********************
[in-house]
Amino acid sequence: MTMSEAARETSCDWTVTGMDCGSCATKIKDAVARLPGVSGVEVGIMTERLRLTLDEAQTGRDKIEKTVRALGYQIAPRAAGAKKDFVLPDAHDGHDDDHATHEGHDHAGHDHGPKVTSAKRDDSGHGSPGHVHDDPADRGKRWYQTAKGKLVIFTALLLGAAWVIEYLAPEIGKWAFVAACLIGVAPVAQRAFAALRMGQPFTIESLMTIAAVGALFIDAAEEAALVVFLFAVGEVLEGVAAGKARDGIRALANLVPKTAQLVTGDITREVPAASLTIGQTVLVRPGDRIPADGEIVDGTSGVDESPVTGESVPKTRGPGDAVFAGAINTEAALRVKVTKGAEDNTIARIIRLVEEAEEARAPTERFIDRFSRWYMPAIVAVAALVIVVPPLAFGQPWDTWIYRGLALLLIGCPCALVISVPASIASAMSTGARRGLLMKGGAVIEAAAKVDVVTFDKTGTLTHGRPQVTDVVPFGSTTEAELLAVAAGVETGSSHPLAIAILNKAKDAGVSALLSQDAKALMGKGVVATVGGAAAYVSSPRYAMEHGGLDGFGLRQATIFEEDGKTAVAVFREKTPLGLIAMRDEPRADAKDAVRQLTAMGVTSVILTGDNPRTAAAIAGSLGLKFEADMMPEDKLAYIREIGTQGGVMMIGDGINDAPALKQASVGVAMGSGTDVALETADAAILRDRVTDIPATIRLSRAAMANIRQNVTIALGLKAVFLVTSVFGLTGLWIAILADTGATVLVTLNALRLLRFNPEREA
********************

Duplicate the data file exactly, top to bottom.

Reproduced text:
[in-house]
Amino acid sequence: MTMSEAARETSCDWTVTGMDCGSCATKIKDAVARLPGVSGVEVGIMTERLRLTLDEAQTGRDKIEKTVRALGYQIAPRAAGAKKDFVLPDAHDGHDDDHATHEGHDHAGHDHGPKVTSAKRDDSGHGSPGHVHDDPADRGKRWYQTAKGKLVIFTALLLGAAWVIEYLAPEIGKWAFVAACLIGVAPVAQRAFAALRMGQPFTIESLMTIAAVGALFIDAAEEAALVVFLFAVGEVLEGVAAGKARDGIRALANLVPKTAQLVTGDITREVPAASLTIGQTVLVRPGDRIPADGEIVDGTSGVDESPVTGESVPKTRGPGDAVFAGAINTEAALRVKVTKGAEDNTIARIIRLVEEAEEARAPTERFIDRFSRWYMPAIVAVAALVIVVPPLAFGQPWDTWIYRGLALLLIGCPCALVISVPASIASAMSTGARRGLLMKGGAVIEAAAKVDVVTFDKTGTLTHGRPQVTDVVPFGSTTEAELLAVAAGVETGSSHPLAIAILNKAKDAGVSALLSQDAKALMGKGVVATVGGAAAYVSSPRYAMEHGGLDGFGLRQATIFEEDGKTAVAVFREKTPLGLIAMRDEPRADAKDAVRQLTAMGVTSVILTGDNPRTAAAIAGSLGLKFEADMMPEDKLAYIREIGTQGGVMMIGDGINDAPALKQASVGVAMGSGTDVALETADAAILRDRVTDIPATIRLSRAAMANIRQNVTIALGLKAVFLVTSVFGLTGLWIAILADTGATVLVTLNALRLLRFNPEREA